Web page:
shipwrecks in Lake Erie.
Estimates of shipwrecks in Lake Erie range from 1,400 to 8,000, while confirmed shipwreck locations only number around 270. In 1998, thanks to the
underwater survey report compiled by MAST, the Adventure (1875-1903) was the first Lake Erie shipwreck registered with the state of Ohio as an underwater
archaeological site (33ER481). Also in 1998, the first major artifact placed back on an Ohio shipwreck was the propeller of the Adventure. Divers
originally removed the propeller in the 1960s, and it was discovered in a junk pile just days before it was to be turned into scrap.
Each year, PLESRC, GLHS, and MAST host a Nautical Archaeology Workshop. This workshop is open to all interested parties and is the only requirement
for membership into MAST. The participants enjoy two days of lecture and hands on training. Topics covered include: the importance of nautical archaeology,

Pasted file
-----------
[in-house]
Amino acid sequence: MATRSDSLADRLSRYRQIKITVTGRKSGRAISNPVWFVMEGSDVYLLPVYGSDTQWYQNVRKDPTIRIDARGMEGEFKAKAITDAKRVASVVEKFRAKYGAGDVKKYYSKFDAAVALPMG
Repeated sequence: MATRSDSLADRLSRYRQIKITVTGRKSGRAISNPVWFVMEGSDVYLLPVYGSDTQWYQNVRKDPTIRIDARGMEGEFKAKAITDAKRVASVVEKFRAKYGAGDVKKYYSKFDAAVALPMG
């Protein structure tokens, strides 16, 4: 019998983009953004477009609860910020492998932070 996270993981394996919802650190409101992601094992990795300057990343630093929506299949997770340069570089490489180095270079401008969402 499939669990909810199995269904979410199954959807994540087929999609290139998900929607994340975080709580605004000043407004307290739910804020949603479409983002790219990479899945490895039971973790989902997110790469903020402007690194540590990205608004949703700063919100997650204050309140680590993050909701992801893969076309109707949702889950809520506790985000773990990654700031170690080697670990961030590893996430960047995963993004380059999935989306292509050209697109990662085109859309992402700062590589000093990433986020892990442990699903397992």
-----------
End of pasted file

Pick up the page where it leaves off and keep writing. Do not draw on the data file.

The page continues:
ship construction, shipwreck documentation, and laws and ethics of shipwrecks. Participants learn shipwreck documentation and drafting by surveying the
S.S. Vermilion, a dry land "shipwreck." Divers then put their new skills to practice by surveying a "wreck" at a local quarry.
Attendance at a lecture series workshop is one of the requirements for becoming a MAST member. Workshop participants are encouraged to join MAST
to put their skills to work, although the lecture series is open to all registrants.
PLESRC and MAST have already surveyed the Adventure, W.R. Hanna, F.H. Prince, and The Craftsman. Based on the first three surveys, dive slates were
produced by Sea Grant that describe the vessel in detail, cause of the wrecking and a site plan of the wreck today. (These cards can be purchased,